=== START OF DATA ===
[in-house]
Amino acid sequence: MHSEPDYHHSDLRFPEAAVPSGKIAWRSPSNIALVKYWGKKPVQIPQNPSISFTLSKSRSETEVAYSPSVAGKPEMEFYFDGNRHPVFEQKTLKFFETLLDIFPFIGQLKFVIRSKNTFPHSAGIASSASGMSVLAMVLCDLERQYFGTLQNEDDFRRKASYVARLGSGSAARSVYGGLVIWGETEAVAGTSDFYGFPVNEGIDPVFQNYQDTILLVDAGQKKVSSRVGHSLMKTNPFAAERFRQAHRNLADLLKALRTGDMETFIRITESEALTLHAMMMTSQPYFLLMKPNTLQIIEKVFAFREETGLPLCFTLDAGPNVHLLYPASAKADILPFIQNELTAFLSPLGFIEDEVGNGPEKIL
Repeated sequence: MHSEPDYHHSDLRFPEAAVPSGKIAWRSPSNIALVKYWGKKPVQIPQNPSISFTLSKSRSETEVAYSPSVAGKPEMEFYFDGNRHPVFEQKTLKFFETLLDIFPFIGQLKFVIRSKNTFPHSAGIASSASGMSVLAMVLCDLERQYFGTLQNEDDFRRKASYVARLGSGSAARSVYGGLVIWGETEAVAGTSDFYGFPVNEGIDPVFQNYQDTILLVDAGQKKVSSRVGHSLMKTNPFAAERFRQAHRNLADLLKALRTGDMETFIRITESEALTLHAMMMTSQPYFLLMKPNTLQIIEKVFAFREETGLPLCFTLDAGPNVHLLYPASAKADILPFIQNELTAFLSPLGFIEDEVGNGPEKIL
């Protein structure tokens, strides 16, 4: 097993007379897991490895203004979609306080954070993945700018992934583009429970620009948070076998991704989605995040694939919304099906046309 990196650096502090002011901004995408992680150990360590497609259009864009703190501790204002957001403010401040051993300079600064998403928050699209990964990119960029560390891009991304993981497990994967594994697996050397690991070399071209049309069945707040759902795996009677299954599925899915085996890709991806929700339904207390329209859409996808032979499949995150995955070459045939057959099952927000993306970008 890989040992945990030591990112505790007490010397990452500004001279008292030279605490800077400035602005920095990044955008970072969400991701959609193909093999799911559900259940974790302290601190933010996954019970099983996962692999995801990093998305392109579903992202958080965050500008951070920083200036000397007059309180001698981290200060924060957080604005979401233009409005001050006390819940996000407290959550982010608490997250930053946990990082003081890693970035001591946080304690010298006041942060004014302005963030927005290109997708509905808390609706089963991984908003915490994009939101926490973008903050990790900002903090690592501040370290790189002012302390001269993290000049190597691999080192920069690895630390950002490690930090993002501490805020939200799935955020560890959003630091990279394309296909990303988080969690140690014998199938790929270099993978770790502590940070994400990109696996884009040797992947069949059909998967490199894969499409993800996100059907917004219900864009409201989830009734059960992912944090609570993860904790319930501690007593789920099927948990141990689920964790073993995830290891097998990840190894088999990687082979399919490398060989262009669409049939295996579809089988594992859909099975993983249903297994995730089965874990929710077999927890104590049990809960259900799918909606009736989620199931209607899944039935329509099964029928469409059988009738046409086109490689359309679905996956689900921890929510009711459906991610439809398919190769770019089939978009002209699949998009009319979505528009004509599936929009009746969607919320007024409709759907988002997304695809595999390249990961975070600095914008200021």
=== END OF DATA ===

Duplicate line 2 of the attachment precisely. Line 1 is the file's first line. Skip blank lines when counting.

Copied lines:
Amino acid sequence: MHSEPDYHHSDLRFPEAAVPSGKIAWRSPSNIALVKYWGKKPVQIPQNPSISFTLSKSRSETEVAYSPSVAGKPEMEFYFDGNRHPVFEQKTLKFFETLLDIFPFIGQLKFVIRSKNTFPHSAGIASSASGMSVLAMVLCDLERQYFGTLQNEDDFRRKASYVARLGSGSAARSVYGGLVIWGETEAVAGTSDFYGFPVNEGIDPVFQNYQDTILLVDAGQKKVSSRVGHSLMKTNPFAAERFRQAHRNLADLLKALRTGDMETFIRITESEALTLHAMMMTSQPYFLLMKPNTLQIIEKVFAFREETGLPLCFTLDAGPNVHLLYPASAKADILPFIQNELTAFLSPLGFIEDEVGNGPEKIL